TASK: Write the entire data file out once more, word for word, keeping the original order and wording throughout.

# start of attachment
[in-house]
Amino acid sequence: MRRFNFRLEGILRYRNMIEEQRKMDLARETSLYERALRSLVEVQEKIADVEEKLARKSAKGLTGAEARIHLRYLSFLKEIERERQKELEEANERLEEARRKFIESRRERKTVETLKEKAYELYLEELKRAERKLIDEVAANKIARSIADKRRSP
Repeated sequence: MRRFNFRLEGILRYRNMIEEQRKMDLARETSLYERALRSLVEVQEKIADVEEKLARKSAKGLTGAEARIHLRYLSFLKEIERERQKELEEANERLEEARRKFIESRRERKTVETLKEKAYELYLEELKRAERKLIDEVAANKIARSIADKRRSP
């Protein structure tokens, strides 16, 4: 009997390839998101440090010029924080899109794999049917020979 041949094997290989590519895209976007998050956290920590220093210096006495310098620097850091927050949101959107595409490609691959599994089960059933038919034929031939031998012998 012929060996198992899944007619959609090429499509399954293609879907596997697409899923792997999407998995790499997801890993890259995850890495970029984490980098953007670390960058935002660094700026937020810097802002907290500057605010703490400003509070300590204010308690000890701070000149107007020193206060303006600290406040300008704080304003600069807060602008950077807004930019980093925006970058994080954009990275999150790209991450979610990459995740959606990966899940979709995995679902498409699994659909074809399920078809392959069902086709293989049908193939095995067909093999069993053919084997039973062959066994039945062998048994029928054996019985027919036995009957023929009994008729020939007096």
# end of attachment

[in-house]
Amino acid sequence: MRRFNFRLEGILRYRNMIEEQRKMDLARETSLYERALRSLVEVQEKIADVEEKLARKSAKGLTGAEARIHLRYLSFLKEIERERQKELEEANERLEEARRKFIESRRERKTVETLKEKAYELYLEELKRAERKLIDEVAANKIARSIADKRRSP
Repeated sequence: MRRFNFRLEGILRYRNMIEEQRKMDLARETSLYERALRSLVEVQEKIADVEEKLARKSAKGLTGAEARIHLRYLSFLKEIERERQKELEEANERLEEARRKFIESRRERKTVETLKEKAYELYLEELKRAERKLIDEVAANKIARSIADKRRSP
């Protein structure tokens, strides 16, 4: 009997390839998101440090010029924080899109794999049917020979 041949094997290989590519895209976007998050956290920590220093210096006495310098620097850091927050949101959107595409490609691959599994089960059933038919034929031939031998012998 012929060996198992899944007619959609090429499509399954293609879907596997697409899923792997999407998995790499997801890993890259995850890495970029984490980098953007670390960058935002660094700026937020810097802002907290500057605010703490400003509070300590204010308690000890701070000149107007020193206060303006600290406040300008704080304003600069807060602008950077807004930019980093925006970058994080954009990275999150790209991450979610990459995740959606990966899940979709995995679902498409699994659909074809399920078809392959069902086709293989049908193939095995067909093999069993053919084997039973062959066994039945062998048994029928054996019985027919036995009957023929009994008729020939007096």